Close reading ('new criticism')

A verbal construct

There are two main approaches taken by critics when analysing text. One appoach is to consider the work apart from any context or background, as words on the page, as text:

  • The close analysis of poetry was first promoted in the 1920s by the so-called ‘New Criticism' in the USA, and by academics like I.A.Richards, William Empson and F.R.Leavis in the English Department of Cambridge University in England
  • Various recent theories have pushed this further, seeing each text as a ‘verbal construct' and any meaning arising out of that construct
  • Much poetry fits in very well with this approach, since the more closely one pays attention to the words, the more meaning and the more skill one can discover.

This approach emphasised paying close attention to the artefact. It is like paying close attention to a painting, looking at technique, skill, perspective, colour, and how representational it is, rather than learning about the painter or when it was painted. Each poem is seen as a timeless artistic product.

What close reading focuses on

In this approach, each text is seen as a timeless artistic product. What particularly interested the first close readers were:

  • The ambiguities within texts

  • How many layers of meaning or interpretation there were

  • The paradoxes

  • The undercurrents of tone

  • How sincere or honest the writer's voice was, and at what level

  • The imagery used: how central it was to conveying meaning, how subtle its patterns, how symbolic, how original

  • Skills with words, in wordplay, assonance, alliteration, puns

  • Innovations with form, rhythm and other structures

  • Evaluation in terms of the match or consonance of content, tone and expression

  • Evaluating the overall merit of each text, in terms of the above.

In a sense, everyone has to start here. Understanding specific works and understanding the context in which they were created needs to go hand in hand.  However hard the text might seem, this sort of formal analysis equips you to read texts of any sort.


However, close reading can have its limitations:

  • The stress on evaluation can lead to rather personal judgements if certain agendas are being followed, and many of the new critics did have hidden if not stated agendas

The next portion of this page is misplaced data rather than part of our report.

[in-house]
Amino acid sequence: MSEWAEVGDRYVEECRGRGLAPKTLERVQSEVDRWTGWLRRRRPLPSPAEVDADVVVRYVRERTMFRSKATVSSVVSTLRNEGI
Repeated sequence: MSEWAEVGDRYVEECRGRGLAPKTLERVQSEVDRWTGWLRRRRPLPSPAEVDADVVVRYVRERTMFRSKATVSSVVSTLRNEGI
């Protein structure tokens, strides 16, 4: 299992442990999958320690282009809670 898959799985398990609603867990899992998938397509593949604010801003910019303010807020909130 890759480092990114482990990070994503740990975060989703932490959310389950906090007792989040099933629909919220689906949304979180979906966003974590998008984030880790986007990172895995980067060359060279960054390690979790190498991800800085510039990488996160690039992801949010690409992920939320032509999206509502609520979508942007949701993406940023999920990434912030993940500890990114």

• The approach is not always successful at making overall judgements about a writer or school of writing, even though individual analyses may be brilliant.

  • It also perhaps relies too heavily on the words on the page to give us all the clues about what they mean, or how the text came to be written in the way it was.

Sometimes, knowing the context is a much surer way of establishing a particular meaning.

Use of comparison

Comparison has always been a tool in close reading.  For example, we can see that the religious poetry of various poets may differ from that of another, even when they share the same theology. Even within the output of a single writer, experiences of human love can vary tremendously, with different tones, images, and structures.

A-historical comparison

Focus on individual texts may lead to an interest in the mind which created them, the organising and unifying genius. What sort of mind would produce works like this? In this approach, writers are considered in the light of:

  • How they may differ from other writers

  • How they might be like them.

Such comparison tends to be a-historical, that is, with authors from anywhere, any era, like the metaphysical poets of the seventeenth century, or perhaps French symbolist poets.


Comparisons with literaure immediately preceding that of a particular writer can be helpful, too, to see what the author was reacting against or even imitating. Such comparison is useful in picking up subtexts - those influences from other literature that the writer picks up consciously or unconsciously in their own reading. Sometimes these subtexts are deliberate: a new poem is a response to an older poem, for example. Such deliberate interfacing is often called ‘intertextuality'.

The closer the reading, the more likely you are to pick up the literary allusions, echoes from other texts, parallels with them and so on. We cannot see the originality of a writer if we don't know what was done before. It helps to develop an idea of literary tradition, with breaks and discontinuities in it; we are then aware of new breakthroughs and techniques in language or in ways of seeing reality.

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